A few years ago in mid February, I was out with my boy Sierra (our first Golden Retriever and sailing buddy) for a day sail. It was late afternoon on a cool, crisp day. We were out near Alcatraz when I noticed that the conditions were ripe for a green flash! I started tacking back and forth so that the sun would be setting right in the middle of the Golden Gate Bridge. As it hit the horizon, a huge green flash struck and shot up into the sky! I let out a loud yelp and it was my first flash on my boat. What a treat. As luck would have it, someone in Berkeley (about 3 miles away) happened to have a nice lens on a good camera and caught the flash as I was passing by! I happened to see the photo online and as there were very few boats out on this Monday afternoon, there we were in the photo! Our lucky day indeed!
As the sun slips below the horizon the top edge of it briefly 'flashes'
green. You quickly look at your drink - you don't remember ordering
absinthe - but rest assured, the chances are you have been lucky enough
to see the elusive 'green flash'
What causes it?
passes from the vacuum of space into the atmosphere, which acts like a
prism, it slows down by 0.03%. This causes the light to bend or refract
towards the surface of the earth. The white from the sun is made up of
many different colours of light, all of which have a different
wavelength. The wavelength (or colour) of light affects how much it is
refracted on entering the atmosphere, with red light refracted the most
and blue least (as in rainbows).
Imagine the image of the sun
as being made up of red, green and blue images. Light from the 'red
image' will be refracted more than that from the green and blue. So, the
'red image' will appear lower than the green, which will similarly
appear lower than the blue. At sunset, or sunrise, this effect is
intensified as light travels through a slightly thicker atmosphere. As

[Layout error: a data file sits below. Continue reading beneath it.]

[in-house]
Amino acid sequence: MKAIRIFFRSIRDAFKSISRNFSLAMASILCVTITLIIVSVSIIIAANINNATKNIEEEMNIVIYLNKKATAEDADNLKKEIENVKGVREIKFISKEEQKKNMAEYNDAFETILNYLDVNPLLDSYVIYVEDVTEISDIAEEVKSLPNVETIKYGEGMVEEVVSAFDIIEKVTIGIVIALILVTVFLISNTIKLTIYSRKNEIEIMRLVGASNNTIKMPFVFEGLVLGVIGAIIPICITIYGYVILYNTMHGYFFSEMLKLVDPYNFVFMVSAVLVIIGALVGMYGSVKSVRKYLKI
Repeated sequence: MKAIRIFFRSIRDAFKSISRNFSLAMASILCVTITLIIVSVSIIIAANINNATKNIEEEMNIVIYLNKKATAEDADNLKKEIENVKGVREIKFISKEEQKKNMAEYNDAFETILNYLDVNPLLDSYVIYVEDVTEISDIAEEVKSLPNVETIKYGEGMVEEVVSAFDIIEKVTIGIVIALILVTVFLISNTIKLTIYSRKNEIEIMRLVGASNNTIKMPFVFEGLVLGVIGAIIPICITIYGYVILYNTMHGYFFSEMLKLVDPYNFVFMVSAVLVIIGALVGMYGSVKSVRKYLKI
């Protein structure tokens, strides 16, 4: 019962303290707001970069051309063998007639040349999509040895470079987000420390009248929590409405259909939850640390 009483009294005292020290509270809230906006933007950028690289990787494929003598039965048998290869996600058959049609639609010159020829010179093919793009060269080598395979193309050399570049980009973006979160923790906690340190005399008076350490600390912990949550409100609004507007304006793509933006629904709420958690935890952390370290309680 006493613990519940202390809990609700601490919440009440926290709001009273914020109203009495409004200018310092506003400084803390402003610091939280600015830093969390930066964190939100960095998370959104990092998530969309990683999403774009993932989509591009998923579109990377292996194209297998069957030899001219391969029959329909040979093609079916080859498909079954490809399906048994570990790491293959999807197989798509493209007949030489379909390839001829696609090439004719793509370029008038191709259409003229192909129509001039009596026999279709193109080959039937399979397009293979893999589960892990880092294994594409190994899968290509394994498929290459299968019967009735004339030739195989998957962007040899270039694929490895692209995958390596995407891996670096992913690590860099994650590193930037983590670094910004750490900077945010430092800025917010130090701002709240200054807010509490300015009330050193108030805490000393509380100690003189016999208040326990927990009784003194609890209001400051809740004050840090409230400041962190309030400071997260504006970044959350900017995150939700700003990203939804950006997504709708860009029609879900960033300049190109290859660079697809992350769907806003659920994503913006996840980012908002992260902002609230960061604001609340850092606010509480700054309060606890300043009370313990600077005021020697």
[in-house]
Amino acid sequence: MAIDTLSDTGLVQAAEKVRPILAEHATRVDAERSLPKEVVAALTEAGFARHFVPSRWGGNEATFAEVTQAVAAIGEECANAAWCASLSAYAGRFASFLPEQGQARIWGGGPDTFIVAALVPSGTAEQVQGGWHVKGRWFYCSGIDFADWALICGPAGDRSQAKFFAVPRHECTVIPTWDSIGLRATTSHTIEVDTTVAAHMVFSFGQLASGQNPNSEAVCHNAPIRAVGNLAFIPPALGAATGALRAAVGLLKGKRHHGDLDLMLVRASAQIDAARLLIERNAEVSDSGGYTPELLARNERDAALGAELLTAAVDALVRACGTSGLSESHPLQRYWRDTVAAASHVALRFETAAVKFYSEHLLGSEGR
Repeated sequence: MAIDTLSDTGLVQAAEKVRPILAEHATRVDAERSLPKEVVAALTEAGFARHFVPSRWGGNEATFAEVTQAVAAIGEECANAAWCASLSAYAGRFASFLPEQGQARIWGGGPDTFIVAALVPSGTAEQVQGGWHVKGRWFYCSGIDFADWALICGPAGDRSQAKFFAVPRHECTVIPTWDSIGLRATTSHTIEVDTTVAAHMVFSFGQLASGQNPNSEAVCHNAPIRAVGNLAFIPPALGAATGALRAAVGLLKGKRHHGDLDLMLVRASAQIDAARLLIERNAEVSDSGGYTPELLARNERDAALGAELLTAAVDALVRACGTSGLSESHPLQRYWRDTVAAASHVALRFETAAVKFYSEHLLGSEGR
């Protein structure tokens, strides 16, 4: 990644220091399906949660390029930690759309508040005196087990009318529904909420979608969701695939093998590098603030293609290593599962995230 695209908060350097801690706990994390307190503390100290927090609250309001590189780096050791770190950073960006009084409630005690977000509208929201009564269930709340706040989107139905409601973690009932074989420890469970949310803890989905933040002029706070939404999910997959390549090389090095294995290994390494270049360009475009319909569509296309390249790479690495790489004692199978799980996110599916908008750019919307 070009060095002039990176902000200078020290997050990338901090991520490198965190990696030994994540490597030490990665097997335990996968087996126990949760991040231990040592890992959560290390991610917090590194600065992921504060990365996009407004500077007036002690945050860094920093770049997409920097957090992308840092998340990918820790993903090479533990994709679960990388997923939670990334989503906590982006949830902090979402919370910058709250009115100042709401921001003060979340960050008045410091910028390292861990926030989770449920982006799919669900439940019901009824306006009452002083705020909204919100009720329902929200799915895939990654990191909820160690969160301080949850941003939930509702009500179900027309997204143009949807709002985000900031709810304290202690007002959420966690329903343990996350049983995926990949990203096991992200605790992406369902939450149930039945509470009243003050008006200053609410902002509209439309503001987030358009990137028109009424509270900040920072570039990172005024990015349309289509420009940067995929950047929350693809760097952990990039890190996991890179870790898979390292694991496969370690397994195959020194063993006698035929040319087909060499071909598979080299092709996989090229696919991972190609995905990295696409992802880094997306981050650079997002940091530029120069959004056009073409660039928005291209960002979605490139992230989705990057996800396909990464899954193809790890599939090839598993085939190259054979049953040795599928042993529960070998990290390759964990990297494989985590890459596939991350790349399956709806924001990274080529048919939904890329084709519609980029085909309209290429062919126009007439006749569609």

the sun disappears below the horizon, the 'red image' will disappear
first and the blue last.
The atmosphere causes blue light to be
scattered more than red or green - the reason why the sky appears blue -
so light from the 'green image' - the 'green flash' - will normally be
the last thing you see as the sun disappears below the horizon.
very rare occasions, the atmosphere may be clear enough to allow some
of the blue light to reach us and cause a 'blue flash' as the sun sets.
Why don't you see a green flash every time the sun sets?
phenomenon lasts only a fraction of a second, so unless you know where
to look and when, the chances of seeing one are very slim indeed.
Viewing conditions need to be just right too.
Optimal viewing conditions
the sun set over an ocean horizon on a clear evening will be a good
start, as you will have an uninterrupted view through clear unpolluted
air. Your line of sight should be almost parallel to the horizon and you
need to really concentrate at the top edge of the sun as it is about
98% set. If you are lucky, you will see the top edge of the sun turn
green for a brief moment, before disappearing below the horizon.
BBC Broadcast Meteorologist Byron Chalcraft said "I have looked for it
during quite a few sunsets but have only seen it once! The sun was
setting over the sea on a nice clear evening in Cornwall and immediately
after the top of the sun's disc went below the horizon there was a
brief, bright green flash." Colleague Peter Gibbs hasn't been so lucky
"I've looked long and hard at many a sunset, but never caught a
glimpse!". If you blink your eye at the wrong time, you may miss it. That's how fast it can happen.
Even with the sun low in the sky,
concentrated observation with the naked eye can still cause damage to
your eyesight, be careful not to look at the sun directly until it is almost over the horizon. Good luck and keep looking for a clear night over the ocean to catch this amazing spectacle. And if your friends don't believe you when you mention the green flash...keep up the faith as I have seen about a dozen in my lifetime.